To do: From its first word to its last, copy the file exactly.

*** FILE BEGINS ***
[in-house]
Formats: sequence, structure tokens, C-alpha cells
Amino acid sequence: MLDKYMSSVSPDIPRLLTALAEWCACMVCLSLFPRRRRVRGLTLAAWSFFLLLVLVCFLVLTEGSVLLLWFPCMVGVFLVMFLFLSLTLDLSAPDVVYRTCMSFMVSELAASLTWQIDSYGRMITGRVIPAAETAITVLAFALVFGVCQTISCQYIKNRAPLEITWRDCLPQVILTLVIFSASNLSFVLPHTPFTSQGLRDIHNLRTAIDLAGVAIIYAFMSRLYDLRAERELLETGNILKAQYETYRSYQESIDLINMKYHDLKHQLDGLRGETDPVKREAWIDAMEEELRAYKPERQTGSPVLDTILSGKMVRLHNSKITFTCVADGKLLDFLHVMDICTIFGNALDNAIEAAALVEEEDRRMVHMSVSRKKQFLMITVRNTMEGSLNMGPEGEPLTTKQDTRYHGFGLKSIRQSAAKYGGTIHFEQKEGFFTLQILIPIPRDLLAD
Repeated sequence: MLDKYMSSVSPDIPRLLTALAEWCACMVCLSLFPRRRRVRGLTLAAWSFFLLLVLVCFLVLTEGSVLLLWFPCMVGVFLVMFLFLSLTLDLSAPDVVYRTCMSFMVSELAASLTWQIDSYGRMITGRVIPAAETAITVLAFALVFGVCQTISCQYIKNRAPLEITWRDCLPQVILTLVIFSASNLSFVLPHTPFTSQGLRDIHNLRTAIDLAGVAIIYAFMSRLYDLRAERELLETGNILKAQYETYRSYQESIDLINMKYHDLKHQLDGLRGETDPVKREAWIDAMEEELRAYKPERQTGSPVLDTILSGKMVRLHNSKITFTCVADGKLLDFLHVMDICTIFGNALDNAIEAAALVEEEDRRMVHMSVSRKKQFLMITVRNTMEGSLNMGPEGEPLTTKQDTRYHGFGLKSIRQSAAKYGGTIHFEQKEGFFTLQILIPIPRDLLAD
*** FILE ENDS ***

[in-house]
Formats: sequence, structure tokens, C-alpha cells
Amino acid sequence: MLDKYMSSVSPDIPRLLTALAEWCACMVCLSLFPRRRRVRGLTLAAWSFFLLLVLVCFLVLTEGSVLLLWFPCMVGVFLVMFLFLSLTLDLSAPDVVYRTCMSFMVSELAASLTWQIDSYGRMITGRVIPAAETAITVLAFALVFGVCQTISCQYIKNRAPLEITWRDCLPQVILTLVIFSASNLSFVLPHTPFTSQGLRDIHNLRTAIDLAGVAIIYAFMSRLYDLRAERELLETGNILKAQYETYRSYQESIDLINMKYHDLKHQLDGLRGETDPVKREAWIDAMEEELRAYKPERQTGSPVLDTILSGKMVRLHNSKITFTCVADGKLLDFLHVMDICTIFGNALDNAIEAAALVEEEDRRMVHMSVSRKKQFLMITVRNTMEGSLNMGPEGEPLTTKQDTRYHGFGLKSIRQSAAKYGGTIHFEQKEGFFTLQILIPIPRDLLAD
Repeated sequence: MLDKYMSSVSPDIPRLLTALAEWCACMVCLSLFPRRRRVRGLTLAAWSFFLLLVLVCFLVLTEGSVLLLWFPCMVGVFLVMFLFLSLTLDLSAPDVVYRTCMSFMVSELAASLTWQIDSYGRMITGRVIPAAETAITVLAFALVFGVCQTISCQYIKNRAPLEITWRDCLPQVILTLVIFSASNLSFVLPHTPFTSQGLRDIHNLRTAIDLAGVAIIYAFMSRLYDLRAERELLETGNILKAQYETYRSYQESIDLINMKYHDLKHQLDGLRGETDPVKREAWIDAMEEELRAYKPERQTGSPVLDTILSGKMVRLHNSKITFTCVADGKLLDFLHVMDICTIFGNALDNAIEAAALVEEEDRRMVHMSVSRKKQFLMITVRNTMEGSLNMGPEGEPLTTKQDTRYHGFGLKSIRQSAAKYGGTIHFEQKEGFFTLQILIPIPRDLLAD